Humus as the New Site of Resistance in the Second Intifādah

Posted: March 18, 2012 by sanahashmidts403 in Uncategorized

Dear class,

I was very interested in this past week’s (March 14 class) reading by Dafna Hirsch titled “Humus is best when it is fresh and made by Arabs”.  I think all of the readings did a great job in illustrating the complicated relationship between food, identity and politics– and none of the readings did a greater job of highlighting these tensions than Hirsch’s article on humus in the Palestine/Israeli context.

In this reading response I put forth the argument that humus as a food-object, can play a transformative role as the new site of resistance in the second intifidah.  This can play out in several ways. Firstly, I really like the part in Hirsch’s article where she highlights the relationship between the self and food, and how food literally enters the body and in many ways can become a part of you. For many decades, Palestinian resistance has been centered around countering arguments of Palestinian non-existence (Golda Mier, Lord Balfour, etc.).  If humus is recognized in Israel as an object that has significant connection to Palestinian land (where ingredients of humus are usually grown), then humus can play a significant role in the acknowledgement of a Palestinian presence. Obviously, this will have to happen in a way that does not exoticize humus, as is the case of what Hirsch points out as some left-wing Israeli cultural commentators who place a value of authenticity on ‘Arab-made’ humus, and in doing so, speak in increasingly depoliticized terms.  This also must happen in a way that does not ‘eat the other’, as has been the case in numerous other colonial contexts that Hirsch describes earlier on in her article. A more complex approach to humus, then, would entail a focus on its movement through different eras of Palestinian/ Israeli history such as the three that Hirsch elaborates on in her article (mandate period, period of Israeli nationalization, current period).

Obviously, the contexts and meaning that people worldwide, especially within Israel/Palestine attribute to humus can arguably play a more active part than the object itself. However, humus, as a unique object within the formation of Israeli and Palestinian identity can autonomously propel an important political task, in doing so, speak to a form of object agency of its own.

More than just the ways that food can play an important role in the formation and acknowledgement of identity, food also helps cross the boundaries between geographical and regional identities. This too, can play a significant role in an analysis of humus as a transformative force.  The second reading which I found interesting was Anita Mannur’s article on “Culinary Nostalgia”. Mannur comments on how experiences of cooking and ingredient scavenging in the diaspora have the ability to connect South Asians to regional identities within their own country (India) that they would not have been able to access at home. The author narrates an experience of her own where through a movement across numerous diasporic experiences in different countries and socio-economic circumstances, she was able to connect with South Indian and Bengali dishes that were unknown to her when she was back home at India. I think this does more than just evoke a type of ‘apolitical nostalgia’ for home–but that this actually expands the conception of what home was by including the tastes of various regional identities in her diet. This is particularly interesting in the context of South Asia (India), where political claims and varying notions of subnationalisms offered by regional identities have resulted in significant moments of political unrest. Thus, the consumption of humus, amongst those in Arab and Jewish diasporas (abroad and WITHIN) can expand the notion of what constitutes home for both groups of people.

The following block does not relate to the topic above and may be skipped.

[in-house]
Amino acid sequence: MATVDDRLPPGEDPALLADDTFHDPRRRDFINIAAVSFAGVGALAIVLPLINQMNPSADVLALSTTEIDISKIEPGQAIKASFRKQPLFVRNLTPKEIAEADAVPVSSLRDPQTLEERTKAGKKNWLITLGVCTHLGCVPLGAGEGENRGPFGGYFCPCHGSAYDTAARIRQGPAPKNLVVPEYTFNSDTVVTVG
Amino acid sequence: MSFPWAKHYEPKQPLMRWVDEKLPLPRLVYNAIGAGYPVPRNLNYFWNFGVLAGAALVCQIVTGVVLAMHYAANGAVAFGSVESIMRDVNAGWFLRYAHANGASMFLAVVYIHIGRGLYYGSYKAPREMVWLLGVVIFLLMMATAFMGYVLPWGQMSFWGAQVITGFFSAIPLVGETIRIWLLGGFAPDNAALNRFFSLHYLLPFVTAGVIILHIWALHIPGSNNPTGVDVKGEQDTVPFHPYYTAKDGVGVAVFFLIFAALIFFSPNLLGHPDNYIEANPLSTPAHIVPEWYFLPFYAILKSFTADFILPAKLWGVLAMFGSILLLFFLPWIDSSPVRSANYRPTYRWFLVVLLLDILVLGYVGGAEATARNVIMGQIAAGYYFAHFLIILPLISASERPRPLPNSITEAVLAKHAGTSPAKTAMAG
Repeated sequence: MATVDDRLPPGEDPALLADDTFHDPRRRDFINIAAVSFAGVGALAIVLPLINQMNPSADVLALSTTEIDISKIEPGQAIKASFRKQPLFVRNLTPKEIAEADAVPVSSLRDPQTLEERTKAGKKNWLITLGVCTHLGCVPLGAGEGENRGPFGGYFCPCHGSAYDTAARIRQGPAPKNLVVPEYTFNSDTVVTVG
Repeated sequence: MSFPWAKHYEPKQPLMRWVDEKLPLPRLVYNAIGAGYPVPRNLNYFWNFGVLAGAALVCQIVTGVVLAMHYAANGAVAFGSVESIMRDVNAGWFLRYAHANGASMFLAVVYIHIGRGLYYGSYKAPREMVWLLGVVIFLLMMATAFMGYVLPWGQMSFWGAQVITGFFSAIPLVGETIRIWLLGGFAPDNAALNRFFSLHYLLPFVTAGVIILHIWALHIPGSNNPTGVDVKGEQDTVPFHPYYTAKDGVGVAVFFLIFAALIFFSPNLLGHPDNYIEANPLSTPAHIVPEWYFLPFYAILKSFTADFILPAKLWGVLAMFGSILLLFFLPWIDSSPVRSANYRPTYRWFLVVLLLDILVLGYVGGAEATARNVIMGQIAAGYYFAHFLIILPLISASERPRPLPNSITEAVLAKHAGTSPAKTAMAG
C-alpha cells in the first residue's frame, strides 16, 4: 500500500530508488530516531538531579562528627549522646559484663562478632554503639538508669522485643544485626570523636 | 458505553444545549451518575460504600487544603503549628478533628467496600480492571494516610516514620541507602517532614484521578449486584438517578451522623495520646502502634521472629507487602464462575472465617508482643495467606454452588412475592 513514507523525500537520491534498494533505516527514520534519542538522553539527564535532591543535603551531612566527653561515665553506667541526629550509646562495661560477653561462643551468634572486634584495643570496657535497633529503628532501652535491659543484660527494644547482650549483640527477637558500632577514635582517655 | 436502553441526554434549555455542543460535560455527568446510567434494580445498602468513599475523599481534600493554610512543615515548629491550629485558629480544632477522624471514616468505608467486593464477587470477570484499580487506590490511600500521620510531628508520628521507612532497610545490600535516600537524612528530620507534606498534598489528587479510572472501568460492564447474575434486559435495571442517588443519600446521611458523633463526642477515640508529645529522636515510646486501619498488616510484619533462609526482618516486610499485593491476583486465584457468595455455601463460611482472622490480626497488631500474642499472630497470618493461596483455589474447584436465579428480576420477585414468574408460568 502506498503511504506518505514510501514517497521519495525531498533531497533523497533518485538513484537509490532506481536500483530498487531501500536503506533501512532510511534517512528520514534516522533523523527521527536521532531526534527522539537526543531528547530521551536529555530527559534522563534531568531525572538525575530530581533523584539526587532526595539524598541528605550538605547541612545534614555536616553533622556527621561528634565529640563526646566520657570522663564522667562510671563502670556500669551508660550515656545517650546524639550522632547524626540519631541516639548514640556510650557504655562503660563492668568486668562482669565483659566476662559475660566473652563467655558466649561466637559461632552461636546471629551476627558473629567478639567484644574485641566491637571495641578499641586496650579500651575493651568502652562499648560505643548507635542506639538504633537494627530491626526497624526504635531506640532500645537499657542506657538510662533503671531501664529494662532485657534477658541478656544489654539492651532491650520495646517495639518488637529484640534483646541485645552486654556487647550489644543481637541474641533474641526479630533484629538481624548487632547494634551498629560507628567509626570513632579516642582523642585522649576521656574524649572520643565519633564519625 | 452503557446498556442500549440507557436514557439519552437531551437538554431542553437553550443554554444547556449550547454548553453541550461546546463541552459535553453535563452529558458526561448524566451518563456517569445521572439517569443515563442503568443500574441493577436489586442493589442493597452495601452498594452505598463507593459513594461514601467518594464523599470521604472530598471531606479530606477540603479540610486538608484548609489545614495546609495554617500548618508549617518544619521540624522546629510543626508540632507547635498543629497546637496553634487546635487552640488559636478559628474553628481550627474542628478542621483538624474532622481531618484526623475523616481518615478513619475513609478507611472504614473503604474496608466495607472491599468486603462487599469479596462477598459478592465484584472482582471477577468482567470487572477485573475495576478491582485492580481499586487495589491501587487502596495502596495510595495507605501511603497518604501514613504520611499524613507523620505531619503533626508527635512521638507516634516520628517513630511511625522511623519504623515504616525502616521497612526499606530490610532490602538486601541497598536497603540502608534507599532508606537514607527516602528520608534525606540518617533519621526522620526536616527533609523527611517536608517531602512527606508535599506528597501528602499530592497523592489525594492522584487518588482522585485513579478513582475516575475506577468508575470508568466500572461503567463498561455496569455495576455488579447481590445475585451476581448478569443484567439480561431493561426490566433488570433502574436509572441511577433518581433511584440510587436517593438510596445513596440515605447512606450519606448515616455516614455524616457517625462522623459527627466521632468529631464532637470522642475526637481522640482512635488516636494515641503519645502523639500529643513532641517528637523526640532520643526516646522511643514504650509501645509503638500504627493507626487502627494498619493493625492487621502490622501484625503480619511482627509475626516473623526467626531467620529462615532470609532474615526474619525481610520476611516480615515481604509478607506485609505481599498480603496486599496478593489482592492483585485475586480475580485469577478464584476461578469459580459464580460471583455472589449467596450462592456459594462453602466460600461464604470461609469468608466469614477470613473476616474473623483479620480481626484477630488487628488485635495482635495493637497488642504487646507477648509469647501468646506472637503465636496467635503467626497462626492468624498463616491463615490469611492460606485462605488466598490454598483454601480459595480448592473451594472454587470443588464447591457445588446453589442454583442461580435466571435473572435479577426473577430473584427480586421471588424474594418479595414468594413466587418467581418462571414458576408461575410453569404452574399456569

Questions

1) Do you agree or disagree with the argument proposed here about humus playing a transformative role in Israel/Palestine

2) Are there instances when we should not OR cannot read politics into food.

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Comments
  1. jnnice says:

    I was also thinking of the same argument that humus playing a role as an object that is attached to one’s identity in political context. The food as a thing, has its label that indicates the ownership by the language that is called, and the origination. It seems very similar in a way a land gains its ‘sovereignty’. A particular population comes and occupies the land, speak their common language, and makes the history of the land, by living in there. Thus, land is claimed by the people who label it, who uses it as a territory. Same thing happens to the food: it is claimed by the people who label it, and makes the history of the food, by eating and producing it. The functionary part is different but the concept of ownership is the same, in my opinion.

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